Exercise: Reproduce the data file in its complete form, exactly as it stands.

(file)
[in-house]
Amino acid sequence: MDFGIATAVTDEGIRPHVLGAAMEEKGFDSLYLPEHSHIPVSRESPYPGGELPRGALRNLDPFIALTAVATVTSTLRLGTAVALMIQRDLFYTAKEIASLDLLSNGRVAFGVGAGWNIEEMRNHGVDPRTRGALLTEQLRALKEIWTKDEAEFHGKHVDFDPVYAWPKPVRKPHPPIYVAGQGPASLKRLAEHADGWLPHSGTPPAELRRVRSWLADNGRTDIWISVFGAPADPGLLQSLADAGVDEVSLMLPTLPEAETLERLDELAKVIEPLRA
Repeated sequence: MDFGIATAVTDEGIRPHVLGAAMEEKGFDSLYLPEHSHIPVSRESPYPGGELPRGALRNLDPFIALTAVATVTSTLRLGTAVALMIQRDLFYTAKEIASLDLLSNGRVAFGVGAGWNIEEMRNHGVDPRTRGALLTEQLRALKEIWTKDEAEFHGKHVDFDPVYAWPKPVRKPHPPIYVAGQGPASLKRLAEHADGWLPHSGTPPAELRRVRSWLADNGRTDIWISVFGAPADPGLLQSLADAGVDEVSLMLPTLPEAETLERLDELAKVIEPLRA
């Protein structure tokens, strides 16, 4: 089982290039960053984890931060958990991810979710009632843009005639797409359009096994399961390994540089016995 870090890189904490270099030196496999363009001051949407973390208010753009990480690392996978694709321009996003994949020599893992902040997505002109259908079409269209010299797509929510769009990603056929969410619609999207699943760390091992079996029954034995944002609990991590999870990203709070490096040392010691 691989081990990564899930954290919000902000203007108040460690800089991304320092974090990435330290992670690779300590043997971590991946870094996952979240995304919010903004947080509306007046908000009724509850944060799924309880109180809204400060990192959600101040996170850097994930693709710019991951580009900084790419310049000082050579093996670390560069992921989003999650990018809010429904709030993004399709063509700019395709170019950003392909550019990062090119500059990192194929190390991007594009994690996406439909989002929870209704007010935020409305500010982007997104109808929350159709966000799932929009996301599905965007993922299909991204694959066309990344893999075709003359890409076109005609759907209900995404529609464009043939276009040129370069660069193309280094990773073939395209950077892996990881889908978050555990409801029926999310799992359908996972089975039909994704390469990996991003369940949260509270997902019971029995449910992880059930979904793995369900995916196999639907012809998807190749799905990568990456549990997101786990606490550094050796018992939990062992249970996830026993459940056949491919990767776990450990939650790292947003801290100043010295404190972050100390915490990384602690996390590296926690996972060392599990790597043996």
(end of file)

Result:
[in-house]
Amino acid sequence: MDFGIATAVTDEGIRPHVLGAAMEEKGFDSLYLPEHSHIPVSRESPYPGGELPRGALRNLDPFIALTAVATVTSTLRLGTAVALMIQRDLFYTAKEIASLDLLSNGRVAFGVGAGWNIEEMRNHGVDPRTRGALLTEQLRALKEIWTKDEAEFHGKHVDFDPVYAWPKPVRKPHPPIYVAGQGPASLKRLAEHADGWLPHSGTPPAELRRVRSWLADNGRTDIWISVFGAPADPGLLQSLADAGVDEVSLMLPTLPEAETLERLDELAKVIEPLRA
Repeated sequence: MDFGIATAVTDEGIRPHVLGAAMEEKGFDSLYLPEHSHIPVSRESPYPGGELPRGALRNLDPFIALTAVATVTSTLRLGTAVALMIQRDLFYTAKEIASLDLLSNGRVAFGVGAGWNIEEMRNHGVDPRTRGALLTEQLRALKEIWTKDEAEFHGKHVDFDPVYAWPKPVRKPHPPIYVAGQGPASLKRLAEHADGWLPHSGTPPAELRRVRSWLADNGRTDIWISVFGAPADPGLLQSLADAGVDEVSLMLPTLPEAETLERLDELAKVIEPLRA
């Protein structure tokens, strides 16, 4: 089982290039960053984890931060958990991810979710009632843009005639797409359009096994399961390994540089016995 870090890189904490270099030196496999363009001051949407973390208010753009990480690392996978694709321009996003994949020599893992902040997505002109259908079409269209010299797509929510769009990603056929969410619609999207699943760390091992079996029954034995944002609990991590999870990203709070490096040392010691 691989081990990564899930954290919000902000203007108040460690800089991304320092974090990435330290992670690779300590043997971590991946870094996952979240995304919010903004947080509306007046908000009724509850944060799924309880109180809204400060990192959600101040996170850097994930693709710019991951580009900084790419310049000082050579093996670390560069992921989003999650990018809010429904709030993004399709063509700019395709170019950003392909550019990062090119500059990192194929190390991007594009994690996406439909989002929870209704007010935020409305500010982007997104109808929350159709966000799932929009996301599905965007993922299909991204694959066309990344893999075709003359890409076109005609759907209900995404529609464009043939276009040129370069660069193309280094990773073939395209950077892996990881889908978050555990409801029926999310799992359908996972089975039909994704390469990996991003369940949260509270997902019971029995449910992880059930979904793995369900995916196999639907012809998807190749799905990568990456549990997101786990606490550094050796018992939990062992249970996830026993459940056949491919990767776990450990939650790292947003801290100043010295404190972050100390915490990384602690996390590296926690996972060392599990790597043996």